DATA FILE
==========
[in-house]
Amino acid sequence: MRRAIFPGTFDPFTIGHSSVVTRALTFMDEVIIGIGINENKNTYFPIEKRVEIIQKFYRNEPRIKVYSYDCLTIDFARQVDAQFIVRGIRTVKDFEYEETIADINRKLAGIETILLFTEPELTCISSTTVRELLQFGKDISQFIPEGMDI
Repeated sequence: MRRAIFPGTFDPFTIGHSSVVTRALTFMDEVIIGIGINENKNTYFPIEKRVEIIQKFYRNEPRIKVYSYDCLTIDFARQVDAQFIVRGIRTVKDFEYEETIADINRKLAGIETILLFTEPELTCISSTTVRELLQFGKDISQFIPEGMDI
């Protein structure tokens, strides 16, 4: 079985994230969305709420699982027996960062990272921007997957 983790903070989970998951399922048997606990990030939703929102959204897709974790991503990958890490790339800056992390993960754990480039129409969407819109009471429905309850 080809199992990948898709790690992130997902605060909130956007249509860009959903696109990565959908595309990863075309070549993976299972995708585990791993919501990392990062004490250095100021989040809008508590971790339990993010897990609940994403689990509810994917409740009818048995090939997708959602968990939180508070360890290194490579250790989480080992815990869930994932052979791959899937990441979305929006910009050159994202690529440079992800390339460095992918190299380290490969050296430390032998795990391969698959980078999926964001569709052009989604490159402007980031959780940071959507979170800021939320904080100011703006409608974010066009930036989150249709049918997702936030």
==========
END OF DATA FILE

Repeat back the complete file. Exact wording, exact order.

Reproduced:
[in-house]
Amino acid sequence: MRRAIFPGTFDPFTIGHSSVVTRALTFMDEVIIGIGINENKNTYFPIEKRVEIIQKFYRNEPRIKVYSYDCLTIDFARQVDAQFIVRGIRTVKDFEYEETIADINRKLAGIETILLFTEPELTCISSTTVRELLQFGKDISQFIPEGMDI
Repeated sequence: MRRAIFPGTFDPFTIGHSSVVTRALTFMDEVIIGIGINENKNTYFPIEKRVEIIQKFYRNEPRIKVYSYDCLTIDFARQVDAQFIVRGIRTVKDFEYEETIADINRKLAGIETILLFTEPELTCISSTTVRELLQFGKDISQFIPEGMDI
């Protein structure tokens, strides 16, 4: 079985994230969305709420699982027996960062990272921007997957 983790903070989970998951399922048997606990990030939703929102959204897709974790991503990958890490790339800056992390993960754990480039129409969407819109009471429905309850 080809199992990948898709790690992130997902605060909130956007249509860009959903696109990565959908595309990863075309070549993976299972995708585990791993919501990392990062004490250095100021989040809008508590971790339990993010897990609940994403689990509810994917409740009818048995090939997708959602968990939180508070360890290194490579250790989480080992815990869930994932052979791959899937990441979305929006910009050159994202690529440079992800390339460095992918190299380290490969050296430390032998795990391969698959980078999926964001569709052009989604490159402007980031959780940071959507979170800021939320904080100011703006409608974010066009930036989150249709049918997702936030």